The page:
For Mark Roberts’ Use: Not to provoke anxiety, but have you started your holiday shopping yet? And have you set a spending limit?
According to a recent Bankrate poll, 56 percent of respondents plan to avoid going into debt this holiday season. And about half (52 percent) plan to keep their budget in line with last year’s spending. Only 13 percent said they would spend more this year, and 22 percent plan to spend less!
It sounds like a lot of you are making some wise shopping decisions this year. These tips can also help you rein in the spending, so that you don’t overextend your budget.
Make a list (and check it twice). Make a list of every item you need to purchase, and don’t buy anything that isn’t on the list.
Check sales advertisements before leaving the house. Learn where you can score the best deals on the items you need, and plan your shopping trips accordingly. Try to visit the fewest stores possible, and avoid window shopping.
Bring cash (mostly). Psychologists have studied this issue, and have concluded that we tend to overspend when we’re using credit cards. It’s pretty easy to see why: Swiping the plastic doesn’t “feel real”, and you know you don’t have to pay the bill until later. It’s much harder to hand over cash, which will keep you from overspending.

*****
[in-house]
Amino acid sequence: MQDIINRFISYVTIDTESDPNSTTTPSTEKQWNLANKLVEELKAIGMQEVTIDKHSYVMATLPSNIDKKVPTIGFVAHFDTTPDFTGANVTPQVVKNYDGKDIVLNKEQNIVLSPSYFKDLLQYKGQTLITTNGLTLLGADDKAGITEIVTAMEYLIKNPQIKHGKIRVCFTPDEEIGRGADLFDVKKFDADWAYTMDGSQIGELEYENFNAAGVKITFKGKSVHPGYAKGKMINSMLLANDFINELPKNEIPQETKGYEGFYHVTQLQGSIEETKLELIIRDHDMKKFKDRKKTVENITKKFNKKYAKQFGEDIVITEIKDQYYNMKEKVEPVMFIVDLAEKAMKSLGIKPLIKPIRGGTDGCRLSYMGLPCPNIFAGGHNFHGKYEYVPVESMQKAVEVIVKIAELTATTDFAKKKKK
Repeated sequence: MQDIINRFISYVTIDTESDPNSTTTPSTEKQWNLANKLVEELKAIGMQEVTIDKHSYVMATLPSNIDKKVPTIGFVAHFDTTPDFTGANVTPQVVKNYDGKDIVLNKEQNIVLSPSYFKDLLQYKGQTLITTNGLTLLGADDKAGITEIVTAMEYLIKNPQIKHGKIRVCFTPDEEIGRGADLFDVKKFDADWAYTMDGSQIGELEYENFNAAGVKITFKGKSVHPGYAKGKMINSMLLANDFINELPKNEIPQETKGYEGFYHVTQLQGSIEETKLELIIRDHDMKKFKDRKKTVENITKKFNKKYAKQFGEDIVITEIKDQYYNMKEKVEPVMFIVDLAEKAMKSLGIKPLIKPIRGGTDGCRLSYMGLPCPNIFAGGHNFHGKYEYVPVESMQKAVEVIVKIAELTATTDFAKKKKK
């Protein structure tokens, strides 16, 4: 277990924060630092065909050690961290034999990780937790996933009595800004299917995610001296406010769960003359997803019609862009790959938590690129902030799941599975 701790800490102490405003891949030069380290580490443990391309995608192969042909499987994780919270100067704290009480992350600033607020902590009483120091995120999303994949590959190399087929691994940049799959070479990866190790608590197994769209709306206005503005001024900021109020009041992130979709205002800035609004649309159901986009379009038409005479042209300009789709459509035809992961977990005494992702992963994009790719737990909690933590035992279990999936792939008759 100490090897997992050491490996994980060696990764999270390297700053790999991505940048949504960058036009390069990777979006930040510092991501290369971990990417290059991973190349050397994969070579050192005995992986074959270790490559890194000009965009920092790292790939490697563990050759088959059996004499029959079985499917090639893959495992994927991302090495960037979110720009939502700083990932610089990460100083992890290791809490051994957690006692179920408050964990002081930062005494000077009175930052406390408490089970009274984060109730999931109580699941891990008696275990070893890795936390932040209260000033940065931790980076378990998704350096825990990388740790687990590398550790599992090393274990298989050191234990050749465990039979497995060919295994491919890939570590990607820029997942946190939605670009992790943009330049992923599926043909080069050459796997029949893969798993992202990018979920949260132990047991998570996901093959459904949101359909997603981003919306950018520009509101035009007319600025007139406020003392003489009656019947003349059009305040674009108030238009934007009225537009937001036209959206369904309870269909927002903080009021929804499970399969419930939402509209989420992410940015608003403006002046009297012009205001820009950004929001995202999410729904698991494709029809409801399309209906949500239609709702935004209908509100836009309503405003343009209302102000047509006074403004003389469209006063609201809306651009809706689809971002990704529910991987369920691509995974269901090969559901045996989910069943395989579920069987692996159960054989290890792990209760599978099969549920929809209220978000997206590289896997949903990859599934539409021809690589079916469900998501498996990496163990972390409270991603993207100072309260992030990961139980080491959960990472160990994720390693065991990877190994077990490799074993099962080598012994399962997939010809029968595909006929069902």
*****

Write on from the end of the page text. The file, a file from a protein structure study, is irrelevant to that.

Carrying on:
Use credit wisely. There are two exceptions to the “bring cash” rule: You probably don’t want to walk around with a large amount of cash in your wallet, so use a card for big-ticket items. And if you discover a problem with the item later on, your card’s purchase protection features might help you out.
Don’t get lured in by rewards programs. The busy holiday season is no time to open new credit card accounts. Assuming you maintain a handful of cards for credit building purposes, there is no point to opening new accounts. The rewards might sound nice, but you won’t actually save money if you charge more than you can pay off this month. Plus, opening several new accounts in one month can actually hurt your credit score.
If you have any other questions about financial planning, don’t delay. Set aside time for an appointment, and we can help you plan for both the short term and long term.